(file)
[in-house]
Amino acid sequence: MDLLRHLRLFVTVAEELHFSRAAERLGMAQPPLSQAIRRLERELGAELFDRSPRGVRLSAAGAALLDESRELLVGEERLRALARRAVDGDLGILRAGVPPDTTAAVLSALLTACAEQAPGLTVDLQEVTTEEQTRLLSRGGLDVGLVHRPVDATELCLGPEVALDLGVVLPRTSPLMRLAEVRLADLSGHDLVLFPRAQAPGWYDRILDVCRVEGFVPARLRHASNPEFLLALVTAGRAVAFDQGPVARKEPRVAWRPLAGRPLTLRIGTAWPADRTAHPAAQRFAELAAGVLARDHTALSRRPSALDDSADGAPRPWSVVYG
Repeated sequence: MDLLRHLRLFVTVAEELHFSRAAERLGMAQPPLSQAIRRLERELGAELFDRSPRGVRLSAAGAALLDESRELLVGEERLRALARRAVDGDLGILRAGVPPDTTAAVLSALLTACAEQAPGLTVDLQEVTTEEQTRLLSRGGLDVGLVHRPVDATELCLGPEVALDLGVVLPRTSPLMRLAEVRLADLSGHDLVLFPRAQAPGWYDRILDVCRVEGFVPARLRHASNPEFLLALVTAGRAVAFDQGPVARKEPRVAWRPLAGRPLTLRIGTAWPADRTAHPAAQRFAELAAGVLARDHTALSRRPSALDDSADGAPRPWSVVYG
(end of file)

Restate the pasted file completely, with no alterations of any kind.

[in-house]
Amino acid sequence: MDLLRHLRLFVTVAEELHFSRAAERLGMAQPPLSQAIRRLERELGAELFDRSPRGVRLSAAGAALLDESRELLVGEERLRALARRAVDGDLGILRAGVPPDTTAAVLSALLTACAEQAPGLTVDLQEVTTEEQTRLLSRGGLDVGLVHRPVDATELCLGPEVALDLGVVLPRTSPLMRLAEVRLADLSGHDLVLFPRAQAPGWYDRILDVCRVEGFVPARLRHASNPEFLLALVTAGRAVAFDQGPVARKEPRVAWRPLAGRPLTLRIGTAWPADRTAHPAAQRFAELAAGVLARDHTALSRRPSALDDSADGAPRPWSVVYG
Repeated sequence: MDLLRHLRLFVTVAEELHFSRAAERLGMAQPPLSQAIRRLERELGAELFDRSPRGVRLSAAGAALLDESRELLVGEERLRALARRAVDGDLGILRAGVPPDTTAAVLSALLTACAEQAPGLTVDLQEVTTEEQTRLLSRGGLDVGLVHRPVDATELCLGPEVALDLGVVLPRTSPLMRLAEVRLADLSGHDLVLFPRAQAPGWYDRILDVCRVEGFVPARLRHASNPEFLLALVTAGRAVAFDQGPVARKEPRVAWRPLAGRPLTLRIGTAWPADRTAHPAAQRFAELAAGVLARDHTALSRRPSALDDSADGAPRPWSVVYG